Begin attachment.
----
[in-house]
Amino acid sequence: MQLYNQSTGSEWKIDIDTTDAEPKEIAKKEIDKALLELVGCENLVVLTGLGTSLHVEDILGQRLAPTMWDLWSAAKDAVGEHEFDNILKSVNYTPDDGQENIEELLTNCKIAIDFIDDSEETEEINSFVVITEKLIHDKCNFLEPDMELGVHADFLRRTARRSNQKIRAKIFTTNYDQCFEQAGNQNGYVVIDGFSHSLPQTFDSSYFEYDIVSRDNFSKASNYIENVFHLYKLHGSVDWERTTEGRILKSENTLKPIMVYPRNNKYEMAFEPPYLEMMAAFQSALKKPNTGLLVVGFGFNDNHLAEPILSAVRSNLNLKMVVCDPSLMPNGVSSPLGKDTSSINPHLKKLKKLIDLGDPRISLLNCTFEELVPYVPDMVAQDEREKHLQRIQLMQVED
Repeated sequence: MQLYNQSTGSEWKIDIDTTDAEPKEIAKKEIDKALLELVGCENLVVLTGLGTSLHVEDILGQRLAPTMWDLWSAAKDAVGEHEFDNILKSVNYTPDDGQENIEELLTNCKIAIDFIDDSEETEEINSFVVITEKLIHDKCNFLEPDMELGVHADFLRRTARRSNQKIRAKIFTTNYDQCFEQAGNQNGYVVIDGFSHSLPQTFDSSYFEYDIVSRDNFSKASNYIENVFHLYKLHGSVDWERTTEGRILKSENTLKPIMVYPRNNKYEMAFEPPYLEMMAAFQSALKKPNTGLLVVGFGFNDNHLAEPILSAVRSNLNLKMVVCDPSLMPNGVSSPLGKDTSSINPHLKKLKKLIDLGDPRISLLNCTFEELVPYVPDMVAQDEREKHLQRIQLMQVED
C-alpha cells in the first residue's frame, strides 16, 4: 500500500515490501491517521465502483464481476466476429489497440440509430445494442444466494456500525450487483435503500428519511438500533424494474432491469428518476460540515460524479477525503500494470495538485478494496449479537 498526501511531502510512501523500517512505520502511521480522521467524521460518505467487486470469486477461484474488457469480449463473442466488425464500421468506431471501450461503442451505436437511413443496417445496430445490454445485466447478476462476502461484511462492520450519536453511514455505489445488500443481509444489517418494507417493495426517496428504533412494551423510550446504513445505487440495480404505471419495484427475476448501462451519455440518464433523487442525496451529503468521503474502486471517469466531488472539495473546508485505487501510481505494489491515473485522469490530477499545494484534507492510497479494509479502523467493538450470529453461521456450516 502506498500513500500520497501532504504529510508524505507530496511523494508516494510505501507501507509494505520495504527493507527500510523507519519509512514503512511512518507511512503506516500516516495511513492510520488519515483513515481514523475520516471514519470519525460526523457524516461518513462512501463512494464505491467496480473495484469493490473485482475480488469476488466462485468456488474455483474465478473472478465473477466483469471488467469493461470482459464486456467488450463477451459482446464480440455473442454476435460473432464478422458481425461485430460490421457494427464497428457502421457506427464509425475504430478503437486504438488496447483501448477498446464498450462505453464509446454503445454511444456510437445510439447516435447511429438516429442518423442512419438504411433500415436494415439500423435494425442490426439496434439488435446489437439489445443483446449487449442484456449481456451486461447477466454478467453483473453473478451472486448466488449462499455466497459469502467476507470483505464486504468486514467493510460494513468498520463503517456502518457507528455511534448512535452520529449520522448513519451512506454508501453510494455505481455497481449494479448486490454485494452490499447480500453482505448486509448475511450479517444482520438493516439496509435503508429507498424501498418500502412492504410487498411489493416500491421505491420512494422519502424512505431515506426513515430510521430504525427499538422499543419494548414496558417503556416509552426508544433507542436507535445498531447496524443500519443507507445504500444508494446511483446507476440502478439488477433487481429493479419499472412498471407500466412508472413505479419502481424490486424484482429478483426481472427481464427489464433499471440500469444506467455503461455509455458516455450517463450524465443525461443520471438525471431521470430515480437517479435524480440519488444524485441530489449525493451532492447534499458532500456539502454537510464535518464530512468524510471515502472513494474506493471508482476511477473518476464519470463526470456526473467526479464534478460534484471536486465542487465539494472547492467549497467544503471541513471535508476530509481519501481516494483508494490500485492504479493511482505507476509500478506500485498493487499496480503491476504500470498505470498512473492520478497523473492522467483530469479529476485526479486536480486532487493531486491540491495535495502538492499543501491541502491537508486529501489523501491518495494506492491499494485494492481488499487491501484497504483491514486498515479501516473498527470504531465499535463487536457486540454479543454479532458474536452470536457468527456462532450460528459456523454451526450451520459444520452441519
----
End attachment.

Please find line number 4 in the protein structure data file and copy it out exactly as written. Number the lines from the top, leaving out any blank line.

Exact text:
C-alpha cells in the first residue's frame, strides 16, 4: 500500500515490501491517521465502483464481476466476429489497440440509430445494442444466494456500525450487483435503500428519511438500533424494474432491469428518476460540515460524479477525503500494470495538485478494496449479537 498526501511531502510512501523500517512505520502511521480522521467524521460518505467487486470469486477461484474488457469480449463473442466488425464500421468506431471501450461503442451505436437511413443496417445496430445490454445485466447478476462476502461484511462492520450519536453511514455505489445488500443481509444489517418494507417493495426517496428504533412494551423510550446504513445505487440495480404505471419495484427475476448501462451519455440518464433523487442525496451529503468521503474502486471517469466531488472539495473546508485505487501510481505494489491515473485522469490530477499545494484534507492510497479494509479502523467493538450470529453461521456450516 502506498500513500500520497501532504504529510508524505507530496511523494508516494510505501507501507509494505520495504527493507527500510523507519519509512514503512511512518507511512503506516500516516495511513492510520488519515483513515481514523475520516471514519470519525460526523457524516461518513462512501463512494464505491467496480473495484469493490473485482475480488469476488466462485468456488474455483474465478473472478465473477466483469471488467469493461470482459464486456467488450463477451459482446464480440455473442454476435460473432464478422458481425461485430460490421457494427464497428457502421457506427464509425475504430478503437486504438488496447483501448477498446464498450462505453464509446454503445454511444456510437445510439447516435447511429438516429442518423442512419438504411433500415436494415439500423435494425442490426439496434439488435446489437439489445443483446449487449442484456449481456451486461447477466454478467453483473453473478451472486448466488449462499455466497459469502467476507470483505464486504468486514467493510460494513468498520463503517456502518457507528455511534448512535452520529449520522448513519451512506454508501453510494455505481455497481449494479448486490454485494452490499447480500453482505448486509448475511450479517444482520438493516439496509435503508429507498424501498418500502412492504410487498411489493416500491421505491420512494422519502424512505431515506426513515430510521430504525427499538422499543419494548414496558417503556416509552426508544433507542436507535445498531447496524443500519443507507445504500444508494446511483446507476440502478439488477433487481429493479419499472412498471407500466412508472413505479419502481424490486424484482429478483426481472427481464427489464433499471440500469444506467455503461455509455458516455450517463450524465443525461443520471438525471431521470430515480437517479435524480440519488444524485441530489449525493451532492447534499458532500456539502454537510464535518464530512468524510471515502472513494474506493471508482476511477473518476464519470463526470456526473467526479464534478460534484471536486465542487465539494472547492467549497467544503471541513471535508476530509481519501481516494483508494490500485492504479493511482505507476509500478506500485498493487499496480503491476504500470498505470498512473492520478497523473492522467483530469479529476485526479486536480486532487493531486491540491495535495502538492499543501491541502491537508486529501489523501491518495494506492491499494485494492481488499487491501484497504483491514486498515479501516473498527470504531465499535463487536457486540454479543454479532458474536452470536457468527456462532450460528459456523454451526450451520459444520452441519